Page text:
Crummell Trailers Close

Multiple beds are lined up along the wall of a large room.

Photo courtesy of Gawron Turgeon Architects/

In the past few months, the District has close down two groups of trailers that had been used as shelters. The most recent was the Crummell Trailers in Northeast, which had been in use for over a decade and housed nearly 144 men. 

The eight trailers at Crummell Shelter shut April 30. The Martin Luther King, Jr. Trailers in Anacostia were closed down March 31, as hypothermia season ended. That facility houses approximately 126 men and had also been in operation for over a decade. 

With the closing of Crummell and MLK, La Casa in Northwest has the only remaining trailers in the city. 

“I think it is a milestone, because we have finally gotten to a posture where [people] can have some sense of dignity outside of living in trailers,” Cornell Chappelle of the Community Partnership for the Prevention of Homelessness. 

The trailer closings are part of a larger trend in the District, with the city recently closing the Randall Shelter in Southwest and opening other space. The men’s shelter on New York Avenue, NE, continues to expand, as does a new facility on the campus of St. Elizabeth’s in Southeast.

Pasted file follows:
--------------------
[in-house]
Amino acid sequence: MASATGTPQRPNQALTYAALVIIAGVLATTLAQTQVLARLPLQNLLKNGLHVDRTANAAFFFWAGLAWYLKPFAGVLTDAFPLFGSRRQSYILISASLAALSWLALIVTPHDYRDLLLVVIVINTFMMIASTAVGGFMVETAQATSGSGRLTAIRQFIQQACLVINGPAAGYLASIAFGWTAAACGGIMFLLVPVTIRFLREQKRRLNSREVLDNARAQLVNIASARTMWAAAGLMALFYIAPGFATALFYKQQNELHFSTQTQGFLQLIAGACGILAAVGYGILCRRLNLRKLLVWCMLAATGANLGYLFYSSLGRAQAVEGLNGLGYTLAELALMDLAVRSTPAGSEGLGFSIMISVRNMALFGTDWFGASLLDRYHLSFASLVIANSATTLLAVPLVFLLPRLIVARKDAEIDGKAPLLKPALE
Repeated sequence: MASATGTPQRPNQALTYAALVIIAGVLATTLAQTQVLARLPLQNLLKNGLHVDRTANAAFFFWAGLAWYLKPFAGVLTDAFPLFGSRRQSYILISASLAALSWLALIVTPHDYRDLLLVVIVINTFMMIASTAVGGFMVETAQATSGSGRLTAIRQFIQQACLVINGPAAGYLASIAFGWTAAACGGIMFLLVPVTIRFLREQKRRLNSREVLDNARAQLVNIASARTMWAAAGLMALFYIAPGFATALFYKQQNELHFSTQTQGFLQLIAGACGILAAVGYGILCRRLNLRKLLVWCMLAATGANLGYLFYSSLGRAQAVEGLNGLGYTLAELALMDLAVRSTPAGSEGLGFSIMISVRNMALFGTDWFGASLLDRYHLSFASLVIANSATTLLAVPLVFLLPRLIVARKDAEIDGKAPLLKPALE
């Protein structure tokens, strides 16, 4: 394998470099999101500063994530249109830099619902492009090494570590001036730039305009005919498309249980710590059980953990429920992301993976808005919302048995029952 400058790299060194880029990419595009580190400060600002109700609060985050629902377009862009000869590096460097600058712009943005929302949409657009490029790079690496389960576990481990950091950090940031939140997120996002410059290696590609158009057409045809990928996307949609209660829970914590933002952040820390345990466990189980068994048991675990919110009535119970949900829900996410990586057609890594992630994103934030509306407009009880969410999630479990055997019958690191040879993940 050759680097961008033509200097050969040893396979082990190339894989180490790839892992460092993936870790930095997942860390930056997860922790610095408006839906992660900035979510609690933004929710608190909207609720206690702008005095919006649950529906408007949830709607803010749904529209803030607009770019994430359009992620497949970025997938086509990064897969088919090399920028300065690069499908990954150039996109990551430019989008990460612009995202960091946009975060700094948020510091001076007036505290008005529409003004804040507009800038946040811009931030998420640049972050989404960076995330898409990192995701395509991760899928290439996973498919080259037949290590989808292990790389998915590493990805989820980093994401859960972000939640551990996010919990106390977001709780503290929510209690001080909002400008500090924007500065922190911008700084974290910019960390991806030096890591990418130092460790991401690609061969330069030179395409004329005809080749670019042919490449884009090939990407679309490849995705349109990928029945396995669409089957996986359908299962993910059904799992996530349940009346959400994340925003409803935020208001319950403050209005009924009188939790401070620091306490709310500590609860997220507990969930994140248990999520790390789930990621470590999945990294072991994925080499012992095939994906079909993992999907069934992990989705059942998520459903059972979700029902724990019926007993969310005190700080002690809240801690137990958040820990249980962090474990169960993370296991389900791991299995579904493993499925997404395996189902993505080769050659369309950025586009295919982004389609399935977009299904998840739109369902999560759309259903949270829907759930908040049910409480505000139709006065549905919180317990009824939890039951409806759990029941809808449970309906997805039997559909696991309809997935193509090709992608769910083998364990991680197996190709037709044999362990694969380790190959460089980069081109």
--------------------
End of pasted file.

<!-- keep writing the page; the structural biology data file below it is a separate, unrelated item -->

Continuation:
Some residents of the MLK trailers moved to the nearby St. Elizabeth’s facility, said Chappelle, and some of the Crummell residents moved to the nearby shelter on New York Avenue. The men in Crummell’s transitional housing program moved to New York Avenue as a group. 

Chappelle described both closings as relatively smooth. They were planned for the end of hypothermia season and, with new space available, the men were encouraged to go to the facilities that seemed convenient and appropriate. 

Service providers did have to respond to some disruption and uncertainty. Among the residents needing extra attention were several participants in the Veterans Administration Substance Abuse Rehabilitation Program. James Street, an outreach worker with the VA, said his office worked with Catholic Charities to find new shelter space for those men. The MLK group dispersed, passing up new space at New York Avenue, but those from Crummell are regrouping for a move to the St. Elizabeth’s facility in the near future. 

Asked whether trailers would ever make a comeback, Chappelle said, “I hope not. The better not. Because … it is not our intent to ever have trailers again.” 

Issues |Addiction|Health, Mental|Housing|Living Unsheltered|Shelters|Weather

Region |Northeast|Washington DC

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